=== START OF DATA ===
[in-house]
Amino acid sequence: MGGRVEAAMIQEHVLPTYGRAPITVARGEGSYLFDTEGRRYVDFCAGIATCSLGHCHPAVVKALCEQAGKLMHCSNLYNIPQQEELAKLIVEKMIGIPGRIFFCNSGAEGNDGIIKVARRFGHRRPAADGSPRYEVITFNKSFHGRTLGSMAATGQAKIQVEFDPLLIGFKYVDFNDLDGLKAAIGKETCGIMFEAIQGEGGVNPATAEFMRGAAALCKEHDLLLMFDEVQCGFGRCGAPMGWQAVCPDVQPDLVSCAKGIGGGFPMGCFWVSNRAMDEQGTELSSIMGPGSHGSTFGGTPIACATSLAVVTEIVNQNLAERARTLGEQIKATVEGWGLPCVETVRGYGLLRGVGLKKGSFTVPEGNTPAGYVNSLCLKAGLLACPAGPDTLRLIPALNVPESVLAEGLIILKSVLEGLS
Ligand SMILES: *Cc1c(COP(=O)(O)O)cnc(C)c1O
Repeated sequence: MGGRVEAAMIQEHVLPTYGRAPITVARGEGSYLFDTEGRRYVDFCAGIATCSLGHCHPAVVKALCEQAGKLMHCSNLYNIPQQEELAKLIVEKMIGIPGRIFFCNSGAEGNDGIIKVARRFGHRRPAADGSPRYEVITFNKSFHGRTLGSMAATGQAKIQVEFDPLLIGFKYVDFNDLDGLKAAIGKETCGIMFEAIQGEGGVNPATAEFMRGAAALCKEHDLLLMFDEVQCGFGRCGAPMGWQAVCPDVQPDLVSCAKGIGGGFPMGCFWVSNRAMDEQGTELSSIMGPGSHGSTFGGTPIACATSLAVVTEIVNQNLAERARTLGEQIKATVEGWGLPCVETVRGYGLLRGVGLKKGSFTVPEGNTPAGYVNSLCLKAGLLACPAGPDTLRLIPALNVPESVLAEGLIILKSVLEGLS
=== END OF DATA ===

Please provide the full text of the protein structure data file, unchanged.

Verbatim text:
[in-house]
Amino acid sequence: MGGRVEAAMIQEHVLPTYGRAPITVARGEGSYLFDTEGRRYVDFCAGIATCSLGHCHPAVVKALCEQAGKLMHCSNLYNIPQQEELAKLIVEKMIGIPGRIFFCNSGAEGNDGIIKVARRFGHRRPAADGSPRYEVITFNKSFHGRTLGSMAATGQAKIQVEFDPLLIGFKYVDFNDLDGLKAAIGKETCGIMFEAIQGEGGVNPATAEFMRGAAALCKEHDLLLMFDEVQCGFGRCGAPMGWQAVCPDVQPDLVSCAKGIGGGFPMGCFWVSNRAMDEQGTELSSIMGPGSHGSTFGGTPIACATSLAVVTEIVNQNLAERARTLGEQIKATVEGWGLPCVETVRGYGLLRGVGLKKGSFTVPEGNTPAGYVNSLCLKAGLLACPAGPDTLRLIPALNVPESVLAEGLIILKSVLEGLS
Ligand SMILES: *Cc1c(COP(=O)(O)O)cnc(C)c1O
Repeated sequence: MGGRVEAAMIQEHVLPTYGRAPITVARGEGSYLFDTEGRRYVDFCAGIATCSLGHCHPAVVKALCEQAGKLMHCSNLYNIPQQEELAKLIVEKMIGIPGRIFFCNSGAEGNDGIIKVARRFGHRRPAADGSPRYEVITFNKSFHGRTLGSMAATGQAKIQVEFDPLLIGFKYVDFNDLDGLKAAIGKETCGIMFEAIQGEGGVNPATAEFMRGAAALCKEHDLLLMFDEVQCGFGRCGAPMGWQAVCPDVQPDLVSCAKGIGGGFPMGCFWVSNRAMDEQGTELSSIMGPGSHGSTFGGTPIACATSLAVVTEIVNQNLAERARTLGEQIKATVEGWGLPCVETVRGYGLLRGVGLKKGSFTVPEGNTPAGYVNSLCLKAGLLACPAGPDTLRLIPALNVPESVLAEGLIILKSVLEGLS